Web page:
So – I went to a baseball anime and a baseball game broke out…
For now, at least (some might say at last) the focus of Battery is fully on baseball. I don’t know whether the larger issues of bullying, suppression of individualism and personal freedom vs. social responsibility with reassert themselves at some point (I definitely hope they do) but now it’s time for Battery to show what it can do on the diamond. Since we know it’s not going to wow us with lavishly expensive sakuga animation, it’s going to have to do so with staging and drama.
What strikes me again with this episode is just how minimalist Mochizuki Tomomi’s directing style is. If it seems an odd fit with a sports anime perhaps that’s because it is – it’s certainly not something we’ve seen play out very often. There’s almost no background music and an almost total dearth of tricky staging – you’ll never see baseball play out in more matter-of-fact fashion in anime form. It’s just a bunch of kids playing ball, the smack of the ball in the glove, and (occasionally) the crack of the bat.
The fact that there’s a game at all here is the result of Kadowaki-kun’s fascination with Takumi’s pitching. He takes a good deal of ribbing for that from Mizogaki Shunji (the unmistakable Kimura Ryouhei), his friend and the boy who follows him in the Yokote batting order, who refers to Takumi as Kadowaki’s girlfriend or “princess” more times than I can count. But since the school is unlikely to greenlight a match with a lowly doormat of a school like Nitta, Kadowaki proposes that the guys do what schoolboys have been doing pretty much since baseball was invented – play a pickup game.
I like that development, because anything that gets Japanese kids playing baseball for fun and its own sake is OK in my book. The reason that Kadowaki is intrigued enough to do all this is that he knows the only reason he got a hit off Takumi is because Takumi eased off on his fourth pitch – eased off because he was afraid Gou wouldn’t be able to catch it. And for a player who probably hasn’t been challenged very often, the idea that a first-year might be good enough to muzzle him is irresistible.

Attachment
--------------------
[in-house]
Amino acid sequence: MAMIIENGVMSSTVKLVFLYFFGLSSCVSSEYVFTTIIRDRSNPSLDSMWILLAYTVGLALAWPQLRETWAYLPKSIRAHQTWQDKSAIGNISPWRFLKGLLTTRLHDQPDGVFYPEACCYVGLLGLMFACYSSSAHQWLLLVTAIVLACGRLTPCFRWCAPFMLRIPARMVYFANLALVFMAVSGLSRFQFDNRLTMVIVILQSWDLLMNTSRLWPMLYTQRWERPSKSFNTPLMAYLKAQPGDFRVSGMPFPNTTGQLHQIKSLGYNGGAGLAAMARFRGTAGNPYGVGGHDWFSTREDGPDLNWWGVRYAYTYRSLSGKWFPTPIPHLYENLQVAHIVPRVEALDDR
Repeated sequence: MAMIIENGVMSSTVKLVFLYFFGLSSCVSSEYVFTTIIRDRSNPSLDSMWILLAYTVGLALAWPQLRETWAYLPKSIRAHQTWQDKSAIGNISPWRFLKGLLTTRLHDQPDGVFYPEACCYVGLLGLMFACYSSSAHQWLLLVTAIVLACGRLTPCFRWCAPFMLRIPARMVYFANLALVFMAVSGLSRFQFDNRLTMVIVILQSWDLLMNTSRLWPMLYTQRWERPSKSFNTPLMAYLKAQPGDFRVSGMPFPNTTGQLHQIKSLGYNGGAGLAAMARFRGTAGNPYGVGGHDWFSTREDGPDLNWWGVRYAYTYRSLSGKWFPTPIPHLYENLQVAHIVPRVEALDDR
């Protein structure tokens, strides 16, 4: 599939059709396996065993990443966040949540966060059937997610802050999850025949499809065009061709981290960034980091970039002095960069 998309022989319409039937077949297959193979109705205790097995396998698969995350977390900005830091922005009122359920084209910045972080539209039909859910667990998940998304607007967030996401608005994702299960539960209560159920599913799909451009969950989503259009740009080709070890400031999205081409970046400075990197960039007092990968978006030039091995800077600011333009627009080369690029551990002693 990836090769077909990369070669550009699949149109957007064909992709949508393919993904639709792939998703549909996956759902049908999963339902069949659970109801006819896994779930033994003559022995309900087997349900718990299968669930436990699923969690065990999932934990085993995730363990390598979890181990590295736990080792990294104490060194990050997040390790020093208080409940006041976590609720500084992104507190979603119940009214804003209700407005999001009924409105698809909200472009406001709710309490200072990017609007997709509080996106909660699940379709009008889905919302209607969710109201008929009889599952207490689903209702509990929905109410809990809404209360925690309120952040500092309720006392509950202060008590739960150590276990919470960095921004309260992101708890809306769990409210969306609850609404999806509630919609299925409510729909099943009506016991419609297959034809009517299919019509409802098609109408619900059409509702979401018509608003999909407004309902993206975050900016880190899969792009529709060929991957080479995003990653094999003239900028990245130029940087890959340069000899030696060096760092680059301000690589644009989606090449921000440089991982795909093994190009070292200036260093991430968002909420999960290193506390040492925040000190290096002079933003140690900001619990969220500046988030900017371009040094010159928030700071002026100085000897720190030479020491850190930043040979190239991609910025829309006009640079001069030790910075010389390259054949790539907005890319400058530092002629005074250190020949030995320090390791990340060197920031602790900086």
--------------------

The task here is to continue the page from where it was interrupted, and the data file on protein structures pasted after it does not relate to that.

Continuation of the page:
The larger issue, though, is the rift this causes between Gou and Takumi. It’s obviously a non-starter if a pitcher doesn’t trust his catcher enough to throw his best stuff – and for Gou, this represents the ultimate humiliation. Takumi takes heat for it from pretty much everybody (including Seiha) – so much so that he goes to Gou’s house late at night with the seeming intent to apologize (as hard as that is to believe). But Gou gives him a little love tap in the form of a right cross in an ages-old male bonding ritual, just to let Takumi know he’s gone too far this time. That’s very much in-character – Gou is a straight arrow who seems to pretty much say what he means and do what he wants. The difference this time is that Takumi seems to actually realize he’s in the wrong, because he doesn’t fight back either verbally or physically.
The question now is whether Takumi, at his best, is really good enough to contain a top-tier middle school team full of third-years. The only way he’s going to find that out is if he says “screw it” and trusts Gou to do his job – which I’m sure he’ll do eventually. But the point here, I think, is that Takumi has never really been able to trust anybody, and doing so now doesn’t come naturally to him. But it’s a necessary step for him both on the field and off, so I think this practice game is a chance for real progress. There’s still time in the final four episodes for Battery to delve into how Takumi got that way, and that’s something I very much expect to happen.